In Arizona, An Unlikely Ally For Medicaid Expansion : Shots - Health News Republican Gov. Jan Brewer, one of President Obama's staunchest critics, has confounded conservatives in her own party by pushing for an extension of Medicaid coverage in the state.
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In Arizona, An Unlikely Ally For Medicaid Expansion

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In Arizona, An Unlikely Ally For Medicaid Expansion

In Arizona, An Unlikely Ally For Medicaid Expansion

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  • <iframe src="" width="100%" height="290" frameborder="0" scrolling="no" title="NPR embedded audio player">
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The Arizona Legislature is debating today whether to extend Medicaid for about 300,000 people. The expansion is a requirement to get federal funding under the Affordable Care Act. The surprise is who's been leading the effort: Republican Governor Jan Brewer. She's one of President Obama's staunchest critics, even going to court to fight him on immigration and health care. But this time, she has confounded conservatives in her own party as NPR's Ted Robbins reports.

TED ROBBINS, BYLINE: Google the words Brewer and Obama, you'll get a now-famous image of Arizona Republican Governor Jan Brewer wagging her finger at President Barack Obama on the tarmac last year when she met him in Phoenix. So imagine the shock when she used that very image to tell the Republican-controlled Arizona Legislature that they couldn't ignore the problem of uninsured poor people.

GOVERNOR JAN BREWER: Nor can we simply wag our finger at the federal government. Trust me, I tried that once.


ROBBINS: That was in January. Since then, she's been joining health care providers and business leaders for regular rallies on the Capitol grounds in Phoenix to support Medicaid expansion.

BREWER: I am so honored these last four months to stand shoulder to shoulder with each and every one of you as we fight for Arizona's families.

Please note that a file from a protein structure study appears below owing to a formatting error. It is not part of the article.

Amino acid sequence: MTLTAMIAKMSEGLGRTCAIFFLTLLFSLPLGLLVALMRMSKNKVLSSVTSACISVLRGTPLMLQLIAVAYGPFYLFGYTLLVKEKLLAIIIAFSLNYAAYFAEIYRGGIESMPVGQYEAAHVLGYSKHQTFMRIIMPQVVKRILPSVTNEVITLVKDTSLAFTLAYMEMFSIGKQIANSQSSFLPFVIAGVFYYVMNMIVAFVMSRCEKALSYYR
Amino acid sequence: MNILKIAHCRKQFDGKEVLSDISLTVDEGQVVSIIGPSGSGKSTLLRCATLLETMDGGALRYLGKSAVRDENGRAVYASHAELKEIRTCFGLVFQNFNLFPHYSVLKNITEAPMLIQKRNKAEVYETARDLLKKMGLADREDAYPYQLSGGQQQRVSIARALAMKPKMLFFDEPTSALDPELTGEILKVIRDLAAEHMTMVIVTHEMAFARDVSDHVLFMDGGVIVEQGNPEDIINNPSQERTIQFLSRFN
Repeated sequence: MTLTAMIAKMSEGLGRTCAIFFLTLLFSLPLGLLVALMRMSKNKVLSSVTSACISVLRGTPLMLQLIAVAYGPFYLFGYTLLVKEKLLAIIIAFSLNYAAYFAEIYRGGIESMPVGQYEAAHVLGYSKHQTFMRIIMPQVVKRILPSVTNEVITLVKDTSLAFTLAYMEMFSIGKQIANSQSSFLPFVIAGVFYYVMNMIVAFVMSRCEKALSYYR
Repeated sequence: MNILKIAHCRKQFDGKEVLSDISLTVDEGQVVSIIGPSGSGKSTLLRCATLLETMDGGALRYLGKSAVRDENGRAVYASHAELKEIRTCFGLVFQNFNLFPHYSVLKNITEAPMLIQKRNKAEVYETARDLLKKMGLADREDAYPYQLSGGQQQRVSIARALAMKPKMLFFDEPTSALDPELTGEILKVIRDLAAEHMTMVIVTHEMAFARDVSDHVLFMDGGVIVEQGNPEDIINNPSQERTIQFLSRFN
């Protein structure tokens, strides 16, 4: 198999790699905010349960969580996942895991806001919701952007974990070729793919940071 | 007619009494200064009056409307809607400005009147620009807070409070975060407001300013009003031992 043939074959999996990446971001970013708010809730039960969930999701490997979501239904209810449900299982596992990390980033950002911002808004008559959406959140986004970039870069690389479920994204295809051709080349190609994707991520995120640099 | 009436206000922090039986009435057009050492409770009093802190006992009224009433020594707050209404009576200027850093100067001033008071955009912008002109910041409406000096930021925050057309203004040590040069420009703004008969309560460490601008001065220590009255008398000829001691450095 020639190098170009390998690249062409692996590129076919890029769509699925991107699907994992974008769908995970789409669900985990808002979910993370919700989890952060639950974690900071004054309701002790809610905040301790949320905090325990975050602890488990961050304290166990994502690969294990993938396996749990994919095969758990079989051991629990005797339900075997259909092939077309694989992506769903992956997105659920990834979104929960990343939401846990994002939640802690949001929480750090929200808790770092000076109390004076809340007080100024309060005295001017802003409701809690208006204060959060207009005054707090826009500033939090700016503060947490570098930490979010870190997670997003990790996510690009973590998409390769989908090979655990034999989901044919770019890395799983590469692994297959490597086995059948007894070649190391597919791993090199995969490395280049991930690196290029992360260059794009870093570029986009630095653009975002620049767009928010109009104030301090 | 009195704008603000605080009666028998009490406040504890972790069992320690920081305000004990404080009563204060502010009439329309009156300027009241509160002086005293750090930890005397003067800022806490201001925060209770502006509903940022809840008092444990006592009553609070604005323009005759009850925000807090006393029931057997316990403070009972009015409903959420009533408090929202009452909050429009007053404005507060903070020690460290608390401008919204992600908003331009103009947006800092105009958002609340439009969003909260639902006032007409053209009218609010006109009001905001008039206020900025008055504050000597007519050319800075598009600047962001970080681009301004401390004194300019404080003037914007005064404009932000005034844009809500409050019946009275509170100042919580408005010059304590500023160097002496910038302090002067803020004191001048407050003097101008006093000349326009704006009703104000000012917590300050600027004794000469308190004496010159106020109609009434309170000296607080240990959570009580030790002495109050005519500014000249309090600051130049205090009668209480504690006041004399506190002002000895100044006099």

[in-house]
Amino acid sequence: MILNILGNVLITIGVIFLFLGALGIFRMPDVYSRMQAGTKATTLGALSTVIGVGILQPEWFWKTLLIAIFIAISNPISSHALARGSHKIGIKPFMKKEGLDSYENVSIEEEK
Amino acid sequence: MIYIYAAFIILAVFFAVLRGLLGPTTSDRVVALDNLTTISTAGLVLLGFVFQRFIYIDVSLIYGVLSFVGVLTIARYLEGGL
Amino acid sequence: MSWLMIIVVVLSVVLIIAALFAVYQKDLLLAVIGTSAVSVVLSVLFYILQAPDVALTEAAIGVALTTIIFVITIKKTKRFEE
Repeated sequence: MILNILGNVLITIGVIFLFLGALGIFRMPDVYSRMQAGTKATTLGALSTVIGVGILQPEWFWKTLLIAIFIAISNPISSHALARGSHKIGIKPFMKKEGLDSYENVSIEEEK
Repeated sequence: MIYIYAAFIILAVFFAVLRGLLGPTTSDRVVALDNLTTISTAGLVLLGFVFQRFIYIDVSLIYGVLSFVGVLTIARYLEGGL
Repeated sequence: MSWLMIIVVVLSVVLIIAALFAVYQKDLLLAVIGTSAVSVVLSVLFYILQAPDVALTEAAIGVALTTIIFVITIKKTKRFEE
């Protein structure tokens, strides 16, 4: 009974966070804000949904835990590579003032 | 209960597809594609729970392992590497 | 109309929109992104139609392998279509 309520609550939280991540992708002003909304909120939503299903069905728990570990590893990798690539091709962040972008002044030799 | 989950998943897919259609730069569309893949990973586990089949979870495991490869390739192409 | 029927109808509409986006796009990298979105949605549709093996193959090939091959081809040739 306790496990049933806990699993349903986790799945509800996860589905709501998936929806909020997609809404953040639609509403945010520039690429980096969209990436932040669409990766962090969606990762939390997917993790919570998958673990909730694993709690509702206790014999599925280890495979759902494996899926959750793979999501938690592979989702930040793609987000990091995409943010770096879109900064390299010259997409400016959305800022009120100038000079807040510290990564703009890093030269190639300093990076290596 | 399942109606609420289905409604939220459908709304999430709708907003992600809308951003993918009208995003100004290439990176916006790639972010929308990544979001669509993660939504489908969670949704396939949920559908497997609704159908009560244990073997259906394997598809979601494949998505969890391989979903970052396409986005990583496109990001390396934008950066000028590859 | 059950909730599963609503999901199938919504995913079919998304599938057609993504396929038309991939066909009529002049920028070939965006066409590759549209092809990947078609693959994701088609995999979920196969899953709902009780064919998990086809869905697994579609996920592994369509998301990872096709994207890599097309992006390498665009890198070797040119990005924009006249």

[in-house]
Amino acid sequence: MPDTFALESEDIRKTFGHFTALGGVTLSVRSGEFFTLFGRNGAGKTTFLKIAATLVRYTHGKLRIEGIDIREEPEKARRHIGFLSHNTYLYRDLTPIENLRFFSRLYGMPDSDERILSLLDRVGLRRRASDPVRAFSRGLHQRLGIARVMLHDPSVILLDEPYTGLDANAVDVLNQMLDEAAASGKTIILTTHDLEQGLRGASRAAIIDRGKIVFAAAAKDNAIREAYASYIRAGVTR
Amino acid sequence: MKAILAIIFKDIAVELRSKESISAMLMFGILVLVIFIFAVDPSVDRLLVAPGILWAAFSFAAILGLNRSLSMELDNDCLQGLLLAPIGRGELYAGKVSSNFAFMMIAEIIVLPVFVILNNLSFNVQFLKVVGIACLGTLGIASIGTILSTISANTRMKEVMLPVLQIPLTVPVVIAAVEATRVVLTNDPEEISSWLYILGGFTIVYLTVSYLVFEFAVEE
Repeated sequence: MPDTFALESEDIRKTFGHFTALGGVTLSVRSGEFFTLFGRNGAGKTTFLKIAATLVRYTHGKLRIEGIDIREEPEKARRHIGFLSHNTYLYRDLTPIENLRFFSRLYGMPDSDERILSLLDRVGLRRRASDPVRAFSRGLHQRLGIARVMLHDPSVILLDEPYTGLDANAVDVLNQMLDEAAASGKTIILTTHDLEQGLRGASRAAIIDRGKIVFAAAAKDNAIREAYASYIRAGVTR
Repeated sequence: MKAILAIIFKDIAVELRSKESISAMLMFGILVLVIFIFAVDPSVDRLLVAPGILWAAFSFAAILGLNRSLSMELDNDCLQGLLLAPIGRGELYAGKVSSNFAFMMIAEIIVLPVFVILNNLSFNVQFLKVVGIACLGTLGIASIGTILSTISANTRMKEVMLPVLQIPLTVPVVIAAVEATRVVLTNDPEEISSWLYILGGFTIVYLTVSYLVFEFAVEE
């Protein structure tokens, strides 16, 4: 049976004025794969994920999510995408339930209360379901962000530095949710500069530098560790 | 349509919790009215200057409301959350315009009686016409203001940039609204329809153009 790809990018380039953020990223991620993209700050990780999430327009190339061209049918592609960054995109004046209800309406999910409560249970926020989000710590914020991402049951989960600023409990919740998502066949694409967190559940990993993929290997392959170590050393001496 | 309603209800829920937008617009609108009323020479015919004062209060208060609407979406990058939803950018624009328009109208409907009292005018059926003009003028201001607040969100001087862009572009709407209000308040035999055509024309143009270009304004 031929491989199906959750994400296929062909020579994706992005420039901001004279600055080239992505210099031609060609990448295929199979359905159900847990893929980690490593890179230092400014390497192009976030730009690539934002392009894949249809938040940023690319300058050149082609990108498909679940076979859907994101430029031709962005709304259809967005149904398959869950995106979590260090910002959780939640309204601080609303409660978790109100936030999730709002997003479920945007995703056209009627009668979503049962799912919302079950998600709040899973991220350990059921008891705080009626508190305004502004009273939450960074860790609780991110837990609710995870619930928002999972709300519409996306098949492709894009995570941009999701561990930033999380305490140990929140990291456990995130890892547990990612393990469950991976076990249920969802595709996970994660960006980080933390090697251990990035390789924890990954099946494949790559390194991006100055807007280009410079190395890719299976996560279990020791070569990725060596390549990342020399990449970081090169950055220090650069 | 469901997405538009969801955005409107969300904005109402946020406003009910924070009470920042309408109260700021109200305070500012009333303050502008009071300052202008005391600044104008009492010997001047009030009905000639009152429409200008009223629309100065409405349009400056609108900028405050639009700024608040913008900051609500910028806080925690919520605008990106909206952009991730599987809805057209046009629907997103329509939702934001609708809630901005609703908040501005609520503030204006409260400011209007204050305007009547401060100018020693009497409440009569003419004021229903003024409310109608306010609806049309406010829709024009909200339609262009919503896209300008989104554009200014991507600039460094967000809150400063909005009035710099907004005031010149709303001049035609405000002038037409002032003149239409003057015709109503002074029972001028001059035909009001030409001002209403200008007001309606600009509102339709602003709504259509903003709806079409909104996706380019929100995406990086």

ROBBINS: Brewer says it's the right thing to do, and it makes financial sense. Arizona Tea Party conservatives are viscerally opposed to the Affordable Care Act in any form. Some call the governor a traitor. First-term Republican Representative David Livingston isn't quite that harsh.

REPRESENTATIVE DAVID LIVINGSTON: We're frustrated, I think, would be the best word. It just go bankrupt the country.

ROBBINS: Democrats like Representative Bruce Wheeler are delighted.

REPRESENTATIVE BRUCE WHEELER: As you well know, there are very few things we Democrats agree with the governor on, but we certainly do on this. We're her strongest supporters and boosters on expanding Medicaid.

ROBBINS: Which brings us to the middle, a rare position in the Arizona Legislature for the last decade. But after redistricting, Republicans lost their supermajority in both houses last November. Enough Democrats and moderate Republicans were elected to form a coalition which is working with Brewer. Representative Bob Robson is one of those Republicans.

REPRESENTATIVE BOB ROBSON: I don't like Obamacare, never have. I don't like the concept. I think if anything, it was pushed on the American people. But at the same time, that's not the issue that's before me.

ROBBINS: The issue, says Robson, is money. Arizona gets $1.6 billion in federal aid to cover Medicaid patients if it expands enrollment. If it doesn't, the state has to come up with the money to treat existing patients.

ROBSON: And right now on balance, I mean, the governor is dead on spot on right with respect to the dollar amounts that this would affect.

ROBBINS: What's remarkable is that Governor Brewer and the coalition of Democrats and moderate Republicans managed to maneuver around the legislature's conservative leadership, which opposes Medicaid expansion. But Tea Party conservatives like Representative David Livingston say those moderates will pay down the road.

LIVINGSTON: Because we are preparing for the 2014 election, that is the big war. This is a battle in that war.

ROBBINS: Conservative ideologues vow to defeat the moderates through primary challenges next year. As for Governor Jan Brewer? This is her last term. Now that she's shown her strength, political threats don't mean much anymore.

Ted Robbins, NPR News, Tucson.

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